The Power of Paying it Forward

The Power of Paying it Forward | Point of View Raymond JamesPaying it Forward

Imagine you’re at the drive-through of your favorite coffee shop, waiting for the barista to deliver your triple espresso. As you hand her your card, she waves you off. “Oh don’t worry about it; the person ahead of you paid.” A warm feeling rushes over you, but the kind stranger has already driven off. So you pay for the next person in line as a karmic thank you. And just like that you’ve paid it forward. Or backward, as it were.

In late 2014, a woman kicked off an 11-hour-long string of 378 customers who did just that at a Florida Starbucks. This random act of kindness made the national news and made hundreds of coffee lovers a little bit happier that day. This is just one example of the “paying it forward” movement spreading across the country.

The simple idea isn’t new, but social and mainstream media help incidents like this go viral, spawning copycat do-gooders. It only takes one person to help out a stranger and then encourage that person to do the same. There’s no money or time requirement, membership fee or weekly meeting. All you need is a sense of caring and goodwill.

Of course, social media gives this movement a 21st century spin. Shares, tweets, videos and blogs carry the feel-good message to like-minded people on Facebook, YouTube, Twitter, Reddit and other sites. As moments of paying it forward pop up in our feeds, we all see the heartwarming good this movement can do.

Take for instance, Ronal Bowes, who was part of a group of retired professors and others who drank coffee almost every morning at a particular KFC. Assistant Manager Jennie Slota, a full-time student at Lock Haven University, rushed in each day to open the store for the coffee club before heading to class. As she struggled to save enough for tuition, she took a semester off to earn more money. Then she got a special call. Bowes had paid her tuition for the next two years and requested that she “pay” him back by graduating and doing good deeds for others.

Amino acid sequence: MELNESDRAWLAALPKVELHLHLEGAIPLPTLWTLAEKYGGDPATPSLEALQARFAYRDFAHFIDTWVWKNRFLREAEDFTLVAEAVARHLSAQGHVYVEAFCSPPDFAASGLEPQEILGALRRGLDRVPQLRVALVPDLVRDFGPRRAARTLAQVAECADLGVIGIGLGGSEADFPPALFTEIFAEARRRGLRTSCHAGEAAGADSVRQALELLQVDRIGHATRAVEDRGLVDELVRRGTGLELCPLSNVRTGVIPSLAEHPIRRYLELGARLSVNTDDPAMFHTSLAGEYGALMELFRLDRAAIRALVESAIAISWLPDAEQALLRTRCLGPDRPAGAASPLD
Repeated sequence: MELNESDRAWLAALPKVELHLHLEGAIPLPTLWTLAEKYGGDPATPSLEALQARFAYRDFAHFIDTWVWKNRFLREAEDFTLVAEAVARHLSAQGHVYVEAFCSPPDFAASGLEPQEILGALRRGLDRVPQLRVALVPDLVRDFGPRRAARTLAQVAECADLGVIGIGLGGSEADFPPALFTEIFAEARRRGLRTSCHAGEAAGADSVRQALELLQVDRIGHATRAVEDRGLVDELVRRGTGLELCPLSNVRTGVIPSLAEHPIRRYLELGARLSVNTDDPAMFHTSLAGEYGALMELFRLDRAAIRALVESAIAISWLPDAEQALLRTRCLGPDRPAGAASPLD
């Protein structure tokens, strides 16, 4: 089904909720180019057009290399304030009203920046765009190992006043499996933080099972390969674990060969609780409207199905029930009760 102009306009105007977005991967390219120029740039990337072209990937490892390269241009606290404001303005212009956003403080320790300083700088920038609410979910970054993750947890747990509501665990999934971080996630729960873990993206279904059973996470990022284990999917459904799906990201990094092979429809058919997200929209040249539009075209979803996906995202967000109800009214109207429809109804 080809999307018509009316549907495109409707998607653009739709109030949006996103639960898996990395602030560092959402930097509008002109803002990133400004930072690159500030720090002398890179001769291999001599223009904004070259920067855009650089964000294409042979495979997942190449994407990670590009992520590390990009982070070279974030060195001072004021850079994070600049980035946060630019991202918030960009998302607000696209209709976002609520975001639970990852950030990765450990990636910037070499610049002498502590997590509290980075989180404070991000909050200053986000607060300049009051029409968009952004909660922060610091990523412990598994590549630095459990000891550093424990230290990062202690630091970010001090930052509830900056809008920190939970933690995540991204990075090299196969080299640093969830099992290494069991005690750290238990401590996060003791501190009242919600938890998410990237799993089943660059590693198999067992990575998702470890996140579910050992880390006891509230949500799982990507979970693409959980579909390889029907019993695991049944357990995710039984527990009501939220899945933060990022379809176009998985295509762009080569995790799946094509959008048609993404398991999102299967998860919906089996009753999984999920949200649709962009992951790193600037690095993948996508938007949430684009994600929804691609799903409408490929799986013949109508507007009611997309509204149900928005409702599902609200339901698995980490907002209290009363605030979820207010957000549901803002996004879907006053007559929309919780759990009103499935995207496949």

Then there’s the couple who left their stressed server $100 – a 150% tip – despite having received poor service. The receipt on which they wrote, “We’ve both been in your shoes. Paying it forward,” received more than 1.5 million likes on Facebook.

Even kids can get in on the act. Thirteen-year-old Jacob Anders, a cancer survivor, asked the Make-a-Wish Foundation to pay it forward in a big way. Inspired by his twin cousins with autism, he wished for a recreation center to be built for children with special needs. With the support of Make-a-Wish Indiana, Kentucky and Ohio, funding is being raised to make his selfless wish a reality.

Should you be so inclined, your family’s random acts of kindness could be as simple as covering the toll for the car behind you during busy traffic or giving your umbrella to someone caught in bad weather. There’s no limit to the ways you can make a positive change in your community. The satisfaction that comes from giving to others doesn’t need to be centered on the holidays or some special occasion. These small acts of kindness can become a part of your family’s routine, creating a ripple effect of positivity that reverberates for a long time.

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